2018-09-08 / News

‘Cruise the Great Lakes’ Advertising Campaign Unveiled at Mackinac Island

By Stephanie Fortino

An outdoor cafe on the 202-passenger Victory I offers sweeping views of the bay at Mackinac Island. An outdoor cafe on the 202-passenger Victory I offers sweeping views of the bay at Mackinac Island. Michigan’s promotional and advertising organization, Travel Michigan, is embarking on a new initiative to increase cruising on all of the Great Lakes, Governor Rick Snyder announced at a Mackinac Island press conference Thursday, August 30.

The state will partner with other states and Canadian provinces to promote the cruise ships, which resumed visits in 2015 to Mackinac Island and St. Ignace as part of their itinerary and have become a welcomed sight for Michiganders in other Great Lakes port cities, as well.

A small crowd gathered on Star Line’s mid-town dock to hear about the new initiative aimed at fostering tourism for port cities equipped to dock cruise ships such as the Victory I, which was on hand for the announcement. Victory Cruise Lines chairman and founder Bruce Nierenberg gave the governor and spectators tours of the 202-passenger vessel, which has stopped at Mackinac Island each summer since 2016. Next summer, the Victory II will make its Great Lakes debut.

Cruise passengers can enjoy this sundeck on Victory I, a frequent visitor to the Island. Cruise passengers can enjoy this sundeck on Victory I, a frequent visitor to the Island. Cruise the Great Lakes is the newest project of the Great Lakes St. Lawrence Governors and Premiers, which Mr. Snyder chairs.

“I am excited to bring more cruise ships to our wonderful Great Lakes so visitors can experience our fantastic shoreline communities,” he said in a prepared statement. “Cruising on the Great Lakes is poised for major growth in the coming years, with significant economic benefits for the entire region.”

Cruise ship voyages brought nearly 100,000 passengers to Michigan ports in 2018 and the new initiative aims to increase travel, including more passengers and more ports throughout the region.

Passengers enjoy cocktails Thursday, August 30, before the evening’s entertainment. Passengers enjoy cocktails Thursday, August 30, before the evening’s entertainment. “This is an exciting time for Victory Cruise Lines as we are in the midst of doubling our capacity on the Great Lakes within a very short period of time,” Mr. Nierenberg said.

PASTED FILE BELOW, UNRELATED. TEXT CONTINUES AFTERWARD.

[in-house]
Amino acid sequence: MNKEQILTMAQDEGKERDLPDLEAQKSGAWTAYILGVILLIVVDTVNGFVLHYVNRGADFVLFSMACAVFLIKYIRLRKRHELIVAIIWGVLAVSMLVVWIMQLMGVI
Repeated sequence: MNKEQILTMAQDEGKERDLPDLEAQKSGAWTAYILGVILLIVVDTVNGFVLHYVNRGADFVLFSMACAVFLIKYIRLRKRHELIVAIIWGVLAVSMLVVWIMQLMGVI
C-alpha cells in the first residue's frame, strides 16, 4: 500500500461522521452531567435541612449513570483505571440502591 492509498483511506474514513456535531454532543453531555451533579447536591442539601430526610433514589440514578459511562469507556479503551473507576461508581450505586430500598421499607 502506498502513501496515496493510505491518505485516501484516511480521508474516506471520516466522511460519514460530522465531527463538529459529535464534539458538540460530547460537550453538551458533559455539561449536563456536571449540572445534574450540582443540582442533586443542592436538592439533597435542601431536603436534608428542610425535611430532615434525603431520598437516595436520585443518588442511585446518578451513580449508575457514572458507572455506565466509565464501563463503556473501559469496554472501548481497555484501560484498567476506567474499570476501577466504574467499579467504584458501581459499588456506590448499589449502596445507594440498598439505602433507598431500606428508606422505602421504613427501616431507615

Demand for cruising on all five Great Lakes and the St. Lawrence Seaway is increasing, he continued. Many of the passengers aboard Victory I are drawn to the voyages because they’re specifically interested in the Island. He said about 20 small cruise ships are under construction around the country, many of which are destined for cruises in Antarctica and could spend summers traveling the Great Lakes.

“Let’s enjoy this, but let’s grow this,” he said.

Travel Michigan Vice President Dave Lorenz, who serves as the chair of Cruise the Great Lakes, said the partnership will promote cruising in Wisconsin, Illinois, Canada, and other locations, not just Michigan.

“This is going to open up the Great Lakes to travelers who have never been here before,” Mr. Lorenz said.

A unique aspect of cruising is that passengers spend their nights on the vessels. When they make it to ports, they explore the towns, shop and spend money, adding to the local economies, Mr. Snyder said during the press conference.

“I view it as a win for everybody,” he said.

He noted that revived Great Lakes cruising harkens back to the era of steam-powered ships that visited the Island and other famous ports. As a resident of the Muskegon area, Mr. Lorenz said, seeing cruise ships return has renewed a sense of pride in the community, which is a perfect motivator for growth.

Cruise the Great Lakes will promote the pastime through a strategic branding and advertising campaign. Stevens Advertising of Grand Rapids has been selected to develop and implement the new campaign. First, the group will market to potential passengers and tour operators. Eventually, the initiative will expand to encourage more cruise operators to bring vessels to the Great Lakes.

The group also will work with local port communities, Mr. Lorenz told the Town Crier, noting cruise ship operators need certain amenities at their ports of call. The biggest need is waste disposal, he said, including trash and sewage removal. The ships are equipped with ballast water treatment technologies, he added, so while they also can travel on the ocean, there is little worry about the transportation of invasive species to the Great Lakes.

Eight cruise ships have operated on the Great Lakes this year, including the Victory I and Pearl Mist, which are frequent visitors to Mackinac Island. Blount Small Ship Adventures also hosts Great Lakes voyages, and two more cruise lines plan to offer Great Lakes excursions by 2020.

The State of Michigan will contribute $25,000 to the advertising campaign, which could continue for the foreseeable future, Mr. Lorenz told the Town Crier. Each member of Cruise the Great Lakes will contribute to the advertising campaign.

Other partners are Illinois, Minnesota, Pennsylvania, Ontario, Québec, Victory Cruise Lines, Visit Detroit, Detroit/Wayne County Port Authority, Muskegon County Convention and Visitors Bureau, Muskegon Lakeshore Chamber of Commerce, Destination Cleveland, Port of Cleveland, St. Lawrence Seaway Development Corporation, Blount Small Ship Adventures, Duluth Seaway Port Authority/Visit Duluth, Pearl Seas Cruises, Tourism Thunder Bay, and Visit Milwaukee/ Port of Milwaukee.

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